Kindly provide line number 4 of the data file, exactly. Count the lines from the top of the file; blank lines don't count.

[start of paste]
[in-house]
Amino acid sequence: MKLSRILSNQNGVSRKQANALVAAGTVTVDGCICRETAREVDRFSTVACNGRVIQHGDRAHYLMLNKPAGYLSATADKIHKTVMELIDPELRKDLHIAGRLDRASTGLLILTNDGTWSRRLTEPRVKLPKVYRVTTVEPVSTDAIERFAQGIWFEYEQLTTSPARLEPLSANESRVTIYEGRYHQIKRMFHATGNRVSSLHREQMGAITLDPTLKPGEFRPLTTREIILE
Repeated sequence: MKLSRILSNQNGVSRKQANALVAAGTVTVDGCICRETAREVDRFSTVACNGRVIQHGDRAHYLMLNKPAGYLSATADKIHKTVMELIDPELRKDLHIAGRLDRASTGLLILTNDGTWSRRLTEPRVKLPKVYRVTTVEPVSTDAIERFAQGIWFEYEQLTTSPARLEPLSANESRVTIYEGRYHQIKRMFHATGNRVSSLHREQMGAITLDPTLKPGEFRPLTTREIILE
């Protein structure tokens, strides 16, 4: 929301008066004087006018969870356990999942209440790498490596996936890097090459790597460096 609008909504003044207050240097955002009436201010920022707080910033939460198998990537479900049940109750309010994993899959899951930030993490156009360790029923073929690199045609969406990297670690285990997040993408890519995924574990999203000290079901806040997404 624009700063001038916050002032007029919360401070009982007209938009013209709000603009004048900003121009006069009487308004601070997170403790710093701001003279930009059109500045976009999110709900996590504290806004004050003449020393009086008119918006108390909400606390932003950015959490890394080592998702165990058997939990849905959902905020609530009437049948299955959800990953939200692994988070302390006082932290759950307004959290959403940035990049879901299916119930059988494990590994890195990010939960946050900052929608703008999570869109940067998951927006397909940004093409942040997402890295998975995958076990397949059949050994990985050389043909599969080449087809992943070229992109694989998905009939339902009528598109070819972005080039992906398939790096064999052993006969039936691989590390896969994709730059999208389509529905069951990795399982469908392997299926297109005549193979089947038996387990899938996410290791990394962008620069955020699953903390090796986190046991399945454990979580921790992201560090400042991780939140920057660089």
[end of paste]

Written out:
């Protein structure tokens, strides 16, 4: 929301008066004087006018969870356990999942209440790498490596996936890097090459790597460096 609008909504003044207050240097955002009436201010920022707080910033939460198998990537479900049940109750309010994993899959899951930030993490156009360790029923073929690199045609969406990297670690285990997040993408890519995924574990999203000290079901806040997404 624009700063001038916050002032007029919360401070009982007209938009013209709000603009004048900003121009006069009487308004601070997170403790710093701001003279930009059109500045976009999110709900996590504290806004004050003449020393009086008119918006108390909400606390932003950015959490890394080592998702165990058997939990849905959902905020609530009437049948299955959800990953939200692994988070302390006082932290759950307004959290959403940035990049879901299916119930059988494990590994890195990010939960946050900052929608703008999570869109940067998951927006397909940004093409942040997402890295998975995958076990397949059949050994990985050389043909599969080449087809992943070229992109694989998905009939339902009528598109070819972005080039992906398939790096064999052993006969039936691989590390896969994709730059999208389509529905069951990795399982469908392997299926297109005549193979089947038996387990899938996410290791990394962008620069955020699953903390090796986190046991399945454990979580921790992201560090400042991780939140920057660089």